A much better default for Apache is:
Header set Cache-Control "max-age=0, must-revalidate"

posted on 2019-05-06 11:02 CEST in Code | 0 comments | permalink

On Gentoo sshd is killed after udev is triggered

After running some updates I noticed that sshd (including active sessions) were somehow killed sometimes. After much debugging I found the reason: udev and cgroups. It looks like udev can send kill signals to all members of its cgroup if it thinks that it's a systemd system. But on OpenRC systems that just does a lot of harm.

That udev triggering happens for example during: The problem occurs after restarting udev with: /etc/init.d/udev -D restart. The culplrit being the -D flag. The flag causes cgroups to be not set. So udev ends up in the main cgroup!

Note the absent udev directory under /sys/fs/cgroup/openrc

This also explains why the problem is fixed by a reboot.

I have filed a bug against OpenRC.

posted on 2019-04-08 08:37 CEST in Code | 0 comments | permalink

Relaying UDP broadcasts

iptables -t mangle -A INPUT -i eth0 -d -j TEE --gateway
The above iptables rule copies broadcast traffic received on the eth0 network interface to another network interface (the one whose broadcast address is Note that this is one-way only. We can't add a second rule for the other direction without creating an infinite packet loop. We need to play tricks with the TTL for that!

Incoming broadcast packets typically have a TTL of 64 or 128. TEE uses the kernel function nf_dup_ipv4() to copy the packet, which already decrements the TTL if the rule is in INPUT or PREROUTING. Note that a packet with TTL=0 will still be accepted by the destination, but will no longer be routed. But TEE itself does not check for TTL=0 and happily copies such packets. So we need to prevent that too, since what we do is effectively routing.

The improved rule adds TTL sanity check:
iptables -t mangle -A INPUT -i eth0 -d -m ttl --ttl-gt 0 -j TEE --gateway
If we want to add a rule for the other direction as well...
iptables -t mangle -A INPUT -i eth1 -d -m ttl --ttl-gt 0 -j TEE --gateway
then we easily create a packet loop, since the copy of a packet on eth0 will now also match the rule on eth1. To prevent that we need to ensure that the copied packet has TTL=0. We can do that by simply setting the TTL=1 of all incoming broadcasts before passing them to TEE. Then no more loops should occur. The complete rule set for merging a broadcast domain across networks is then:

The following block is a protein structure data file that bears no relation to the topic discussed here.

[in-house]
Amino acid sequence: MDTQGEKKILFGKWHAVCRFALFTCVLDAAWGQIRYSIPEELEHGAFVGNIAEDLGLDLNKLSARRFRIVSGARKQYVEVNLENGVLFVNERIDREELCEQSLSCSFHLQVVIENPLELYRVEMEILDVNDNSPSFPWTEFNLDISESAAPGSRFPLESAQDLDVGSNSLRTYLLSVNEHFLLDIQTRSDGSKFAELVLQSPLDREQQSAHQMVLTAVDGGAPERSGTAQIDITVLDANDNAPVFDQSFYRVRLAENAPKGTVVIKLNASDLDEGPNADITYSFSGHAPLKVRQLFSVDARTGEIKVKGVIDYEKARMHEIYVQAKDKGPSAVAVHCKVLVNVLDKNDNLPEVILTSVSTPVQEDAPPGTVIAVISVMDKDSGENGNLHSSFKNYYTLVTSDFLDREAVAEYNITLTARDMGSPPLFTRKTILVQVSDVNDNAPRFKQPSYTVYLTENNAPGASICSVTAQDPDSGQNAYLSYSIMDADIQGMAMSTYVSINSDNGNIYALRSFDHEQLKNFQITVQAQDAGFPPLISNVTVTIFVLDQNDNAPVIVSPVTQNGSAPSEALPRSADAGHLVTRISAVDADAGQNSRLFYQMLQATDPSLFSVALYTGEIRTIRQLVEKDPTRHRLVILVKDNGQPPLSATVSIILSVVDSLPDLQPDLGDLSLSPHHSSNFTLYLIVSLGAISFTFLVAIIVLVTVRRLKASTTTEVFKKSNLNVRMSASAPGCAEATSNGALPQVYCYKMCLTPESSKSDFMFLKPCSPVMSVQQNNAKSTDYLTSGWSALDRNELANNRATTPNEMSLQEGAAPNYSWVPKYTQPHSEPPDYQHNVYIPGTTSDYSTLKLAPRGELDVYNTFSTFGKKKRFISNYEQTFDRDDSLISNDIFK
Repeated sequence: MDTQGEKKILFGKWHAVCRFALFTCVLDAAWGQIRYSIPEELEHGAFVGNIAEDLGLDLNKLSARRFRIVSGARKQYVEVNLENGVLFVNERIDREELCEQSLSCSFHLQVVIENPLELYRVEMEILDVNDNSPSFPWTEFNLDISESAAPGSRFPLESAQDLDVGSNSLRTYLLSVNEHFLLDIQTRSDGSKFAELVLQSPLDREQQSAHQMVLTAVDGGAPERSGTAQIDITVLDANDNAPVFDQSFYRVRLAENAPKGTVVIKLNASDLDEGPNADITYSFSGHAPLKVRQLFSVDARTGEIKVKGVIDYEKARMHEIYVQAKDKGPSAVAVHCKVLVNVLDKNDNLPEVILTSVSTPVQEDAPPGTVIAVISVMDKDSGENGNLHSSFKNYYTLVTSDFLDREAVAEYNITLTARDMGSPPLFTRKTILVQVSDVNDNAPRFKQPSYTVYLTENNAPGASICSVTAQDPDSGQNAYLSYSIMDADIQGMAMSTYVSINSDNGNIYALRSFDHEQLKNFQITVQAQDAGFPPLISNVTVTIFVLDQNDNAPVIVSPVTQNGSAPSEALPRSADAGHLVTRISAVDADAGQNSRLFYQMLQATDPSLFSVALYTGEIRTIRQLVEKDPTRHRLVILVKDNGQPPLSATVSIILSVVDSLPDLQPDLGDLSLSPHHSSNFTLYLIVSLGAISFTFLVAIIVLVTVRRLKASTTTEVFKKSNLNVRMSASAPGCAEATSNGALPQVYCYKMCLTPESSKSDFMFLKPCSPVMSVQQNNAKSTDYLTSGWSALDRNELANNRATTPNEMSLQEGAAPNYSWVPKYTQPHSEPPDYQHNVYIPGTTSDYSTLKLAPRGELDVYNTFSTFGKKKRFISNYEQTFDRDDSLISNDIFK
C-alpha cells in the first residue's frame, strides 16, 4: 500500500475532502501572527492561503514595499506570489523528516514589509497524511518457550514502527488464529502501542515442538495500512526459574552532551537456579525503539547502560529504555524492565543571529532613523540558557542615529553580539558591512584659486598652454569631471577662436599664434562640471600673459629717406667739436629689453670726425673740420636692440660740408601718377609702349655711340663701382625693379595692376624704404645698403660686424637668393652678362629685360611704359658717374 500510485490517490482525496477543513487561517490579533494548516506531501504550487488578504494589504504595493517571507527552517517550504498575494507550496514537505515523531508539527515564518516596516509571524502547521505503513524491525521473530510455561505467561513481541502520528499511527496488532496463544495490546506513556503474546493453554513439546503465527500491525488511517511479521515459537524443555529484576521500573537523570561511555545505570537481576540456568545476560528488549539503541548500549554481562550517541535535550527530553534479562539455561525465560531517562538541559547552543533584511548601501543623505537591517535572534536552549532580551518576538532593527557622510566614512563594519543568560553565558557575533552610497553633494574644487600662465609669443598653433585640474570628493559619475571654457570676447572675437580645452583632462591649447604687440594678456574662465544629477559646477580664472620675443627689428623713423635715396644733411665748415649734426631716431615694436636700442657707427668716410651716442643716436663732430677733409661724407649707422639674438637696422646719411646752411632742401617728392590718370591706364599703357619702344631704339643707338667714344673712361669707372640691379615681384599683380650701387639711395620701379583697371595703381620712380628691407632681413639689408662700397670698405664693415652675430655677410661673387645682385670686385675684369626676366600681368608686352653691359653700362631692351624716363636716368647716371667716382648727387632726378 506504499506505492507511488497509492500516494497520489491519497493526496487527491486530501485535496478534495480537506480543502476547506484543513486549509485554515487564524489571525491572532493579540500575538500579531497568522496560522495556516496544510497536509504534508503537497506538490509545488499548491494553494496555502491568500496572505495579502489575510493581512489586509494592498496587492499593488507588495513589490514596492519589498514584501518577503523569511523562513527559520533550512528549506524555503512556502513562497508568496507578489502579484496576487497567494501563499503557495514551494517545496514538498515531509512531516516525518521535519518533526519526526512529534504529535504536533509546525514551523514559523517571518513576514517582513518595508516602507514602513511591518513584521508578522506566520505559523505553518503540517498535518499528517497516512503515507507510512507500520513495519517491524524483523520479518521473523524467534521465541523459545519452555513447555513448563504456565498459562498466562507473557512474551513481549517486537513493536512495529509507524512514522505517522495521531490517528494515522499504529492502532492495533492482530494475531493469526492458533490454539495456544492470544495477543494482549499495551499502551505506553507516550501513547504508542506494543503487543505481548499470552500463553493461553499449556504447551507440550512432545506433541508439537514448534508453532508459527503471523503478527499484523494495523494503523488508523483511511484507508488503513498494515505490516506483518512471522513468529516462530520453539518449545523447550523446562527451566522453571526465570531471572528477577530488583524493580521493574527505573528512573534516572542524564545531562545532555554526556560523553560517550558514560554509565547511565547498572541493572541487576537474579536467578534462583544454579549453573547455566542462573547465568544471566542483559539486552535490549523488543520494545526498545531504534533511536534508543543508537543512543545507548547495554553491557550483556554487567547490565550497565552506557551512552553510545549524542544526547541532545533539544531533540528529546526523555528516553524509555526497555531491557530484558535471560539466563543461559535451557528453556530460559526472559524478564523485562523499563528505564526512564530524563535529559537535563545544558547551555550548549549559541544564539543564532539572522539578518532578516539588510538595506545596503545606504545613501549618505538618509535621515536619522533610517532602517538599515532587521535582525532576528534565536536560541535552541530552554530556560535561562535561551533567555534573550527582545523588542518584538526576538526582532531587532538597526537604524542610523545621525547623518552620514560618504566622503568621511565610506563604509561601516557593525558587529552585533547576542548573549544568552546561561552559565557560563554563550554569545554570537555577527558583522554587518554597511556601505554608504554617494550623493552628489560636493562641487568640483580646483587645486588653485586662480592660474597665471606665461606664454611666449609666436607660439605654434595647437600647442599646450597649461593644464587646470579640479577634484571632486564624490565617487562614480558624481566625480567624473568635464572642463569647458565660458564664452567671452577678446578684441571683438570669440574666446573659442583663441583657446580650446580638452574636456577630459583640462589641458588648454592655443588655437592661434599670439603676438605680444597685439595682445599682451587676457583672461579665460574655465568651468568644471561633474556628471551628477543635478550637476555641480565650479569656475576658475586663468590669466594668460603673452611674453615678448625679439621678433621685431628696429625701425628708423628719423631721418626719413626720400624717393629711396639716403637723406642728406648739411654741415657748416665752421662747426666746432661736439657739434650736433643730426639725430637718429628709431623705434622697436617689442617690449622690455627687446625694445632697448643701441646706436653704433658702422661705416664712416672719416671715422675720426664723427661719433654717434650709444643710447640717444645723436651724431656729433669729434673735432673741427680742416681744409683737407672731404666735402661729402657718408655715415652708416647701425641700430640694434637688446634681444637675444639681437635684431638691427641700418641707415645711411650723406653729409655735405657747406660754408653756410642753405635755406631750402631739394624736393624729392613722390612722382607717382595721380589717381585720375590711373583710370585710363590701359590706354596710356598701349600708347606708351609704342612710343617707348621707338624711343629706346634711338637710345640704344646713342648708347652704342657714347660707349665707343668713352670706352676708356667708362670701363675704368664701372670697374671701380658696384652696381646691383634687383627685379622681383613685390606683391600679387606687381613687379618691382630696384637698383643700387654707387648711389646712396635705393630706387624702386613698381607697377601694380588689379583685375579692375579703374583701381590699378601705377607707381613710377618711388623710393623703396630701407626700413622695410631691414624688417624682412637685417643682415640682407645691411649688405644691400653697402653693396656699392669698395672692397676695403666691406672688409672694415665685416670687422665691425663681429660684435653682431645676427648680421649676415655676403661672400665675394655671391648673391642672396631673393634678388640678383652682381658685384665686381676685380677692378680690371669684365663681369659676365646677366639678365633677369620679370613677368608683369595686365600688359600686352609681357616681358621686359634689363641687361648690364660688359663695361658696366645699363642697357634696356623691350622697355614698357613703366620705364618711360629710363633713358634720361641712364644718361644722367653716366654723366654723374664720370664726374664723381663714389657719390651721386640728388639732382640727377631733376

iptables -t mangle -A INPUT -i eth0 -d -m ttl --ttl-gt 0 -j TTL --ttl-set 1
iptables -t mangle -A INPUT -i eth1 -d -m ttl --ttl-gt 0 -j TTL --ttl-set 1
iptables -t mangle -A INPUT -i eth0 -d -m ttl --ttl-gt 0 -j TEE --gateway
iptables -t mangle -A INPUT -i eth1 -d -m ttl --ttl-gt 0 -j TEE --gateway
Make sure to monitor your broadcast traffic to detect any misconfiguration after that change:
tcpdump -vnpi eth0 ip broadcast

posted on 2018-12-18 18:36 CET in Code | 1 comments | permalink
Slight problem with this: It also rebroadcasts DHCP requests / replies.

I only have one DHCP instance, and the correct exchange almost always wins... but sometimes it doesn't.

preventing CUPS password prompt

Add Unix groups to CUPS:
SystemGroup lpadmin root
Set permissions to access the local secret:
chgrp -R lpadmin /run/cups/certs
This directory contains a secret that is read by CUPS utilities like cupsenable. They pass that secret in HTTP Authorization headers to the local HTTP socket when sending command.

Add your user to that group:
usermod -a -G lpadmin myuser

posted on 2018-10-29 15:48 CET in Code | 0 comments | permalink

Be bloody careful with CNAME records

Be careful when doing something stupid!

CNAME records are useful. Especially together with external hosting services.
You run your domain and control DNS yourself but you host a website on an external service. They manage the IP of that site and give you a name that may look like examplesite383.hostingprovider.biz and already points to the correct IP. You want to map it into your DNS zone with a nice name like www.fancyproduct.com so creating a CNAME that points tha name www to your hosting provider's name is a practical way to go. You also want to do the same without the www prefix, but mind you! Creating a CNAME for fancyproduct.com would redirect the complete zone to a different one!

Never create a CNAME record for the zone name!

Also when caches start picking up the SOA information of the wrong zone, they apply the TTL values of that zone. So getting control of your zone back may not be easy and is not under your control anymore.

Also any secondary DNS server will pickup the zone redirect and may completely stop updating the zone from your authorative server. You need to manually fix that on the secondary DNS!

posted on 2018-10-02 10:01 CEST in Code | 0 comments | permalink